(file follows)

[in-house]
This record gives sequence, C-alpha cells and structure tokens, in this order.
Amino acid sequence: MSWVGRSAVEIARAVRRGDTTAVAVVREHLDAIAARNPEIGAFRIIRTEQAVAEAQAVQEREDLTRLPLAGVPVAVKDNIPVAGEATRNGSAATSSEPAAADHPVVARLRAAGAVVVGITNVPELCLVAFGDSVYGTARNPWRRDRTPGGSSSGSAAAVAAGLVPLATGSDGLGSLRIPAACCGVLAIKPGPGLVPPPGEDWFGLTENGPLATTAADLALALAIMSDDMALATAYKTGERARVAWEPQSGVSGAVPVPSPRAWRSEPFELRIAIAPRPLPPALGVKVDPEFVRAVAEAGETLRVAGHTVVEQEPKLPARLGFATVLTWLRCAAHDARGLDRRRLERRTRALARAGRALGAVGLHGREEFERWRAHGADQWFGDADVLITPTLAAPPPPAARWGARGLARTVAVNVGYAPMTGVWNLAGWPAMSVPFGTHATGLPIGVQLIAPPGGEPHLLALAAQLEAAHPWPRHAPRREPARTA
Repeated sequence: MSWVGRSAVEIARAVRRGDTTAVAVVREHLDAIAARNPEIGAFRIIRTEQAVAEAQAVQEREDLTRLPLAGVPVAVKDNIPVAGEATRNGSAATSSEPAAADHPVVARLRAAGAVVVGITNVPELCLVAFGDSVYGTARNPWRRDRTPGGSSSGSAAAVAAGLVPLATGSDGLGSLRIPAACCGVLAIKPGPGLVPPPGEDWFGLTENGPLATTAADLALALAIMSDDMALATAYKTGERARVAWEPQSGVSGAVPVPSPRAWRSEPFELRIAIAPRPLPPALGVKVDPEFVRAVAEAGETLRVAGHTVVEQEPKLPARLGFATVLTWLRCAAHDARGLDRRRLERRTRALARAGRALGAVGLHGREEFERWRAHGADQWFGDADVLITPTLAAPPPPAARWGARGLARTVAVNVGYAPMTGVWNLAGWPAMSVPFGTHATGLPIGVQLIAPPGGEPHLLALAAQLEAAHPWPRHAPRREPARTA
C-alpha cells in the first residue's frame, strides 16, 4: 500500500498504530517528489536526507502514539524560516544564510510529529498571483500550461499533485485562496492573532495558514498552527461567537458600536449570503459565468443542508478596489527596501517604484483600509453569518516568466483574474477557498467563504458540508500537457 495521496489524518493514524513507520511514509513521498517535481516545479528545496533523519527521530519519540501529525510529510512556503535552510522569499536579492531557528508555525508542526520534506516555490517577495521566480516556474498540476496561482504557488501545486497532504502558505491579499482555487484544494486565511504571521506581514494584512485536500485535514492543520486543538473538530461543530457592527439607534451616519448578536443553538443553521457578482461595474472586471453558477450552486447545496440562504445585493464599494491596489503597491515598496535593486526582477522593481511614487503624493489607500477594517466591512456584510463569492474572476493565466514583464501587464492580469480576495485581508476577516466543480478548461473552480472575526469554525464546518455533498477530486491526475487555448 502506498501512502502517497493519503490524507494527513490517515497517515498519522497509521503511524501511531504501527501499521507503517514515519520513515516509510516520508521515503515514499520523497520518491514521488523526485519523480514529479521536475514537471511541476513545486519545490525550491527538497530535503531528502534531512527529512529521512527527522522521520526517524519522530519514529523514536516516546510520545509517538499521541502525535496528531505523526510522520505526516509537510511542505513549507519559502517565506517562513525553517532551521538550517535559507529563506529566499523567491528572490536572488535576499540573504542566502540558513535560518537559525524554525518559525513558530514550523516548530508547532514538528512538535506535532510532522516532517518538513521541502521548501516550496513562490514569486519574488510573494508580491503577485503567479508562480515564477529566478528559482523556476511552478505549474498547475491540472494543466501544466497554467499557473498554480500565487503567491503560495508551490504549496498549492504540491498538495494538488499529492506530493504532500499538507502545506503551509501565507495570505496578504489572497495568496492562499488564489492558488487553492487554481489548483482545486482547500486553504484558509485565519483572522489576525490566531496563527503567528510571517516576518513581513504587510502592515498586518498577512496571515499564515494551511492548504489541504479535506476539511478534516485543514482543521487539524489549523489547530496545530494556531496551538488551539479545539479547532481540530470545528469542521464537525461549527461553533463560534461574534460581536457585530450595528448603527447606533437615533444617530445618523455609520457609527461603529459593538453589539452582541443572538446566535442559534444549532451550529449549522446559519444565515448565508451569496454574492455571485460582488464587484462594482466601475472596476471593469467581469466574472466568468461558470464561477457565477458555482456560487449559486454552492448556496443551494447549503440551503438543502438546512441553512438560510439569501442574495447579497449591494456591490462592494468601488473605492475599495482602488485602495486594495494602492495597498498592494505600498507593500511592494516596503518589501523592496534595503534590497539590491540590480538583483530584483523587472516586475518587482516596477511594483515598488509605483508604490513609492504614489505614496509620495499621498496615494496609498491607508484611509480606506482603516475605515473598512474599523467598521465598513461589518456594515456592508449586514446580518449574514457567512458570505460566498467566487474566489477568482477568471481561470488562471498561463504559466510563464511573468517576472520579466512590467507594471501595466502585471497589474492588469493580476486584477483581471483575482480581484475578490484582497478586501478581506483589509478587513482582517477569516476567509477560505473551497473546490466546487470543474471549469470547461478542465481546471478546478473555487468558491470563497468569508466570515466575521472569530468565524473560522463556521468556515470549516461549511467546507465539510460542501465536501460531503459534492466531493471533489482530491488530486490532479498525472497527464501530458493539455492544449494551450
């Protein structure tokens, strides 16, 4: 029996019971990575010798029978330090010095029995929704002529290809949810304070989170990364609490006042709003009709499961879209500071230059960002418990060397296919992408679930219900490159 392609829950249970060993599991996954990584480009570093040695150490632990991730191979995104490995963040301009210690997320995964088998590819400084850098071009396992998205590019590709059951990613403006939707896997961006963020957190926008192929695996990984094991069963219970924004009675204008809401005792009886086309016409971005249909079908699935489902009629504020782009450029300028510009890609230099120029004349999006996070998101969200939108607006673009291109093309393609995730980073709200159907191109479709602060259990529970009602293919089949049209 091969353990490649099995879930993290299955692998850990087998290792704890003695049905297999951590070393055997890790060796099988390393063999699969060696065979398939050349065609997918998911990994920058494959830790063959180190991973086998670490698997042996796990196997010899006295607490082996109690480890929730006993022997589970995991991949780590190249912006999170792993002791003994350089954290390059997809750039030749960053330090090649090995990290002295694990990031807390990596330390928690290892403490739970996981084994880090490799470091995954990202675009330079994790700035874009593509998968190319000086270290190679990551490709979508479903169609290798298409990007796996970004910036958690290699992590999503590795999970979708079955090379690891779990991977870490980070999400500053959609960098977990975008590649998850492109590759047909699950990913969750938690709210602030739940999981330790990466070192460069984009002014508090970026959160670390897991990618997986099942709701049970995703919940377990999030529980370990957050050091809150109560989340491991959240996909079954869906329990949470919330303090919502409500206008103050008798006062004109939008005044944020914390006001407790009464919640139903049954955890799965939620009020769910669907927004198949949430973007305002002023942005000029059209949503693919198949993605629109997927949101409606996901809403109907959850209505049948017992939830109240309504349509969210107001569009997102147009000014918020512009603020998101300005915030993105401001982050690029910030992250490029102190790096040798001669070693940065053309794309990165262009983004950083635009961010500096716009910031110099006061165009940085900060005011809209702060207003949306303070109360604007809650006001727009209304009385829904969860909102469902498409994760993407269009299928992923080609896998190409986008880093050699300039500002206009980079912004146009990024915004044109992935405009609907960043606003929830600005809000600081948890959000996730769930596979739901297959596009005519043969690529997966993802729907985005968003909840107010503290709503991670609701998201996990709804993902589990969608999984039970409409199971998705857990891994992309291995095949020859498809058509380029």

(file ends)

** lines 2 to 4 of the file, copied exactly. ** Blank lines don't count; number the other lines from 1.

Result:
This record gives sequence, C-alpha cells and structure tokens, in this order.
Amino acid sequence: MSWVGRSAVEIARAVRRGDTTAVAVVREHLDAIAARNPEIGAFRIIRTEQAVAEAQAVQEREDLTRLPLAGVPVAVKDNIPVAGEATRNGSAATSSEPAAADHPVVARLRAAGAVVVGITNVPELCLVAFGDSVYGTARNPWRRDRTPGGSSSGSAAAVAAGLVPLATGSDGLGSLRIPAACCGVLAIKPGPGLVPPPGEDWFGLTENGPLATTAADLALALAIMSDDMALATAYKTGERARVAWEPQSGVSGAVPVPSPRAWRSEPFELRIAIAPRPLPPALGVKVDPEFVRAVAEAGETLRVAGHTVVEQEPKLPARLGFATVLTWLRCAAHDARGLDRRRLERRTRALARAGRALGAVGLHGREEFERWRAHGADQWFGDADVLITPTLAAPPPPAARWGARGLARTVAVNVGYAPMTGVWNLAGWPAMSVPFGTHATGLPIGVQLIAPPGGEPHLLALAAQLEAAHPWPRHAPRREPARTA
Repeated sequence: MSWVGRSAVEIARAVRRGDTTAVAVVREHLDAIAARNPEIGAFRIIRTEQAVAEAQAVQEREDLTRLPLAGVPVAVKDNIPVAGEATRNGSAATSSEPAAADHPVVARLRAAGAVVVGITNVPELCLVAFGDSVYGTARNPWRRDRTPGGSSSGSAAAVAAGLVPLATGSDGLGSLRIPAACCGVLAIKPGPGLVPPPGEDWFGLTENGPLATTAADLALALAIMSDDMALATAYKTGERARVAWEPQSGVSGAVPVPSPRAWRSEPFELRIAIAPRPLPPALGVKVDPEFVRAVAEAGETLRVAGHTVVEQEPKLPARLGFATVLTWLRCAAHDARGLDRRRLERRTRALARAGRALGAVGLHGREEFERWRAHGADQWFGDADVLITPTLAAPPPPAARWGARGLARTVAVNVGYAPMTGVWNLAGWPAMSVPFGTHATGLPIGVQLIAPPGGEPHLLALAAQLEAAHPWPRHAPRREPARTA